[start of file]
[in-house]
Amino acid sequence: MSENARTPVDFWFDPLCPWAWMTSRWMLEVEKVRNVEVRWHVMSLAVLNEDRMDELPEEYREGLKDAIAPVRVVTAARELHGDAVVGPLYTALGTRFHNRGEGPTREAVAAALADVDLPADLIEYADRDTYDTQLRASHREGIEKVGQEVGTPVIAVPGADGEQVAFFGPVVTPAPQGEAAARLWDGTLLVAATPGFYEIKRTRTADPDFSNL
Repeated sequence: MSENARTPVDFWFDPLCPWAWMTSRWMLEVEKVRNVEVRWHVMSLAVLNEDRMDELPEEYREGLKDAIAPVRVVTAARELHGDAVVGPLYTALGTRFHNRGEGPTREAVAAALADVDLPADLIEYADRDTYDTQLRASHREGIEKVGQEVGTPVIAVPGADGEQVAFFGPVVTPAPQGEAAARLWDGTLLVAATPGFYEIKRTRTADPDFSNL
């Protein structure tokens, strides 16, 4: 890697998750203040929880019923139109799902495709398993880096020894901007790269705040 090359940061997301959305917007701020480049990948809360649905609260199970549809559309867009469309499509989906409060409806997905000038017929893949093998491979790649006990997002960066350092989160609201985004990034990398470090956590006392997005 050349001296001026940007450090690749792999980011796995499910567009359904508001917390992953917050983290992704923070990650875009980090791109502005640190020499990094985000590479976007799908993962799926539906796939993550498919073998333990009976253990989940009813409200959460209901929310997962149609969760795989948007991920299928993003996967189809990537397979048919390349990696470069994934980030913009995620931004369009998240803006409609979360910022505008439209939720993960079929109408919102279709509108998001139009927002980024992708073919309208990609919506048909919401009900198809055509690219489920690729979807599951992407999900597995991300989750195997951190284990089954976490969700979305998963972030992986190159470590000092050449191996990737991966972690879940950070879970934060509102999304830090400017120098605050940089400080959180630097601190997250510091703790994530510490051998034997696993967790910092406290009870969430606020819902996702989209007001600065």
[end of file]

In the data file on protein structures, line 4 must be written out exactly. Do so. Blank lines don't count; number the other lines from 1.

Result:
């Protein structure tokens, strides 16, 4: 890697998750203040929880019923139109799902495709398993880096020894901007790269705040 090359940061997301959305917007701020480049990948809360649905609260199970549809559309867009469309499509989906409060409806997905000038017929893949093998491979790649006990997002960066350092989160609201985004990034990398470090956590006392997005 050349001296001026940007450090690749792999980011796995499910567009359904508001917390992953917050983290992704923070990650875009980090791109502005640190020499990094985000590479976007799908993962799926539906796939993550498919073998333990009976253990989940009813409200959460209901929310997962149609969760795989948007991920299928993003996967189809990537397979048919390349990696470069994934980030913009995620931004369009998240803006409609979360910022505008439209939720993960079929109408919102279709509108998001139009927002980024992708073919309208990609919506048909919401009900198809055509690219489920690729979807599951992407999900597995991300989750195997951190284990089954976490969700979305998963972030992986190159470590000092050449191996990737991966972690879940950070879970934060509102999304830090400017120098605050940089400080959180630097601190997250510091703790994530510490051998034997696993967790910092406290009870969430606020819902996702989209007001600065």